Longtime actor to portray Churchill in one-man show SanTan Sun News

Longtime actor to portray Churchill in one-man show

Longtime actor to portray Churchill in one-man show
Arts
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By Colleen Sparks

Managing Editor

 

When Randy Otto heard his professor speaking in a perfect imitation of the legendary British Prime Minister Winston Churchill years ago during a class in college, it lit a fire inside the acting student.

Otto is still passionate about portraying the British statesman, orator, author and prime minister known for rallying the British people during World War II.

He will take his act to the stage, starring in the one-man show, “Winston Churchill: The Blitz” at 3 p.m. Feb. 17 at Chandler Center for the Arts, 250 N. Arizona Ave.

Otto, 66, who lives in Lake Mills, Wisconsin, has been playing the role of Churchill for 45 years in theaters, corporate venues and Rotary Club meetings around the country and in England.

He fondly remembered his late history professor, Dr. Maxwell P. Schoenfeld, who taught a British history class Otto was taking while he was an acting student at University of Wisconsin. Otto later earned his bachelor’s degree in acting.

“My British history professor was a genius,” Otto said. “He was a Churchillian scholar. I fell in love with his teaching style. He was able to mimic Winston in class perfectly. When you’re an actor, you admire a good impersonation. I decided to impersonate him impersonating Churchill in front of students after class. They were all laughing.”

He said then the students stopped laughing and he realized Schoenfeld had walked up behind him.

“I thought he was going to flunk me,” Otto said. “He became a mentor for life.”

He even named his oldest son, Maxwell, after his late professor. Otto, who also works as a stockbroker, said his first performance in the character of Churchill was at a Rotary Club in Wisconsin.

He said he “perfected” his act at Rotary Clubs and nursing homes but was “having a difficult time taking my Churchill to the next level.”

So about 13 years ago he met with Hal Holbrook, the actor who played Mark Twain for many decades, after Holbrook performed at Southern Illinois University.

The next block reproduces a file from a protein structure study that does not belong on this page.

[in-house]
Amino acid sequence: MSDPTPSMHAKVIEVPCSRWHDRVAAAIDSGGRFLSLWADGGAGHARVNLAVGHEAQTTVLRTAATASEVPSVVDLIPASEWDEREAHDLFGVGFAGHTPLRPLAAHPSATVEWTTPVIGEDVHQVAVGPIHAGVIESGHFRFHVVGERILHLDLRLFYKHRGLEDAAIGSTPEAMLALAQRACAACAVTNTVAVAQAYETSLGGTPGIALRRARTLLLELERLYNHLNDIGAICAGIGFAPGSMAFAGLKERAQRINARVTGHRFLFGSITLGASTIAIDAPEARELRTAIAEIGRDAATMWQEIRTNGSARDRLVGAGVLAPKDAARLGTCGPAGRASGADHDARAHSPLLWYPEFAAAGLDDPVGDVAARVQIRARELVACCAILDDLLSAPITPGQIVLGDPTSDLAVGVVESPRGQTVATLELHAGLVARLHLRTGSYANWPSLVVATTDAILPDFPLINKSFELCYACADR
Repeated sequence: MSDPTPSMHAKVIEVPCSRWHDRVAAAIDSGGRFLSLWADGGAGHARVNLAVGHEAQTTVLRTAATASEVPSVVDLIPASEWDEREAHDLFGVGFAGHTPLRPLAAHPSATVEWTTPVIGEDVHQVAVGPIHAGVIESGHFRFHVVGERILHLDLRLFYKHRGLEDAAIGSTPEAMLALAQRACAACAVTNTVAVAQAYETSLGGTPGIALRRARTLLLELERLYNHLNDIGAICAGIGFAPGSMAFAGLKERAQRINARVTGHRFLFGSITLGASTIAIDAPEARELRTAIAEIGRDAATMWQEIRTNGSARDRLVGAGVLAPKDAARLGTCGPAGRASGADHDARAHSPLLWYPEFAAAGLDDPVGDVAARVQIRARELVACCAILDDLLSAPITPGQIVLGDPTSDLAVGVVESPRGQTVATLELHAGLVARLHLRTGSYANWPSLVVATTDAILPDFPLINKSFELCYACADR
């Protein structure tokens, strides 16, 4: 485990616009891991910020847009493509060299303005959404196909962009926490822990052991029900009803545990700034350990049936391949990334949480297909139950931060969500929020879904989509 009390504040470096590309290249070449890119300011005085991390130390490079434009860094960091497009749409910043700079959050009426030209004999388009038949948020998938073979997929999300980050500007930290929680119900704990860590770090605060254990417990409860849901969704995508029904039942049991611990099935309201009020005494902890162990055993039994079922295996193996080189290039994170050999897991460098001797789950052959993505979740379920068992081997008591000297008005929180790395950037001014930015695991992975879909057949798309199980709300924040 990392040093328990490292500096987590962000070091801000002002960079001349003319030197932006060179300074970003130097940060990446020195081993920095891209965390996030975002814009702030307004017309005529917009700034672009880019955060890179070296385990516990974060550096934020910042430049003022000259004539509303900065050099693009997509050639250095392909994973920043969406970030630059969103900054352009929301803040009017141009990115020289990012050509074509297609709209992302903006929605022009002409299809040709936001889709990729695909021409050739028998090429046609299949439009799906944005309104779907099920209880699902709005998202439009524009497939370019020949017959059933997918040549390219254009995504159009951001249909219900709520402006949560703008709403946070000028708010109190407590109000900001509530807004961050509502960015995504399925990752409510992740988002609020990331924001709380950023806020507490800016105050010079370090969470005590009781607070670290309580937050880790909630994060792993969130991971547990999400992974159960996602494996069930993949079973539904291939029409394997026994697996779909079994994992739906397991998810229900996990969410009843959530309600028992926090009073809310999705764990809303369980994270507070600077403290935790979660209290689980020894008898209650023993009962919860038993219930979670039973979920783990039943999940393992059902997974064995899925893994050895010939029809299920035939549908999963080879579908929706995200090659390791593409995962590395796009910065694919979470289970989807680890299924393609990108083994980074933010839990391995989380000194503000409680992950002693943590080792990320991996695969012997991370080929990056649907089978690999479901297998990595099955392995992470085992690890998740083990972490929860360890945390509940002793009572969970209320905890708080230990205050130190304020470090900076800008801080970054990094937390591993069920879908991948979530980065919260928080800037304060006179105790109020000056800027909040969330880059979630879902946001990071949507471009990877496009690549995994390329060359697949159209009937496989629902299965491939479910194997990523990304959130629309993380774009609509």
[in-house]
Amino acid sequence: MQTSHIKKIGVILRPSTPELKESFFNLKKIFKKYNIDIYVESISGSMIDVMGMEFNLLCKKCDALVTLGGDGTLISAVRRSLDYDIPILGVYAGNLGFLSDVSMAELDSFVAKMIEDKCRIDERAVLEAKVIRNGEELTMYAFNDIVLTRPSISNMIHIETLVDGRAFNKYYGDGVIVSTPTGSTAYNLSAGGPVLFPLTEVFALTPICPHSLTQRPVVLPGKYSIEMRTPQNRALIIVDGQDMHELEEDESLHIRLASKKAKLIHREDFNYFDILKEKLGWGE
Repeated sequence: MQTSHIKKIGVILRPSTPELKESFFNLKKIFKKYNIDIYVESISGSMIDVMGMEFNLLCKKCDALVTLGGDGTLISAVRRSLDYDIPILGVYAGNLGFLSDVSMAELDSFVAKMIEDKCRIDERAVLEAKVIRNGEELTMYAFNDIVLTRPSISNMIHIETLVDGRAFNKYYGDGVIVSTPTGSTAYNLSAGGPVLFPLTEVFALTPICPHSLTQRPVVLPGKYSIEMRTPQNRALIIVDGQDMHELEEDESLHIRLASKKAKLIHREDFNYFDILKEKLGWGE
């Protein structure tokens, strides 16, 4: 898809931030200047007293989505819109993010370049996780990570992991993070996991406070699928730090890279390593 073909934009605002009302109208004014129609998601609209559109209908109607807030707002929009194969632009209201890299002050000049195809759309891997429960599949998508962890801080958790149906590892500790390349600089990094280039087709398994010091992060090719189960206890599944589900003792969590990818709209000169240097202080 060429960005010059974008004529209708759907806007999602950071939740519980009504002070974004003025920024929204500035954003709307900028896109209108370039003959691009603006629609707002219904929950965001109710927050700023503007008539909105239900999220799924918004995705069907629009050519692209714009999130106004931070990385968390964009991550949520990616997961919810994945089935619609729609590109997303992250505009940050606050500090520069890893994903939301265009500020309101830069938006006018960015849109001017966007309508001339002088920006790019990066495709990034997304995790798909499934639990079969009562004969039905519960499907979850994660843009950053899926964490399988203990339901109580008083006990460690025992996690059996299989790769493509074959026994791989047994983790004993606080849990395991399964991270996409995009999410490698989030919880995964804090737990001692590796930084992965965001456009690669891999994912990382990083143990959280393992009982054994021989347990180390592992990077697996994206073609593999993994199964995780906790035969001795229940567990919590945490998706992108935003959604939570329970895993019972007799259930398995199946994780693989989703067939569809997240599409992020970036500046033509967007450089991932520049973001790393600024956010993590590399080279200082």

“I contacted Hal out of the blue,” Otto said.

He and Holbrook spoke to each other in character, with Holbrook personifying Twain and Otto playing the role of Churchill, during that first meeting 13 years ago. Churchill and Twain had actually met each other in 1900, Otto said.

“Hal gave me the best advice,” he said. “He said, ‘We both know we can act.’ He said, ‘It’s obvious you know your subject matter.’ He said, ‘Just tell the stories and string them together with segues and you’ll be doing this when you’re my age.’”

In his “Winston Churchill: The Blitz,” Otto concentrates on Churchill from the time he becomes prime minister in 1940 through the Blitz bombing of London and other British cities by the Nazi Germans in 1941.

He also provides background about Churchill growing up. Otto described the style of acting as like Oreo cookies in that one half is a story, the other half is a story, and the cream filling in between is the segue, which can be “humorous, poignant, something to connect two stories” and move the narrative forward.

Otto has performed his one-man Churchill show in old and modern theaters at universities and cities around the country.

He also performed it at Chartwell, a country house in England where Churchill had lived for many years, and at the University of Cambridge. Otto might take his act to Germany in the future.

He said after each performance in England, he asked the British audience members, “How badly did I murder the English language?”

“They all tell me I was perfect,” Otto quipped.

He said they did offer some criticism and some things are “colloquial” to certain areas of England. Otto said “it’s a learning process” and he learns something new about Churchill every time he performs.

Besides performing theatrical shows acting as Churchill, Otto also provides inspirational and corporate speaking, using Churchill’s life and words to motivate listeners.

Otto said he admires “many, many things” about Churchill.

“I think it’s just that he never gave in,” he said. “He had so much against him in life, so much criticism. Many times he shot himself in the foot, but he always came back. He always, always found a way to persist.

“He was magnanimous. He never held a grudge, (was) very forgiving. He was the kind of person who never burned a bridge. When he became prime minister in 1940, he chose his fiercest enemies to be in his war cabinet. Many people hold him as one of the great orators of all time and of course I’d have to agree with that. He delivered his speeches in iambic pentameter, like a Shakespearian speech.”

In his performances, Otto said he tries to reveal to audiences the public and private sides of Churchill.

He will portray Churchill standing on a rooftop in London during the bombings in London during World War II – something Churchill did to experience what the people were experiencing – in the Chandler performance.

“The concept is Churchill believed you can’t lead from a bunker,” Otto said. “To see where the worst of the bombing was… he went to the top of the roof. He believed in being with the people.”

Otto said Churchill’s family members – grandchildren and great-grandchildren – have endorsed him and he is also very active with The National Churchill Museum in Fulton, Missouri.

This will be Otto’s first performance at Chandler Center for the Arts and first time in Arizona.

“The people at the Chandler have been more than welcoming,” he said. “They’ve been fantastic. I’m very much looking forward to my time in the greater Phoenix area.”

Information: chandlercenter.org

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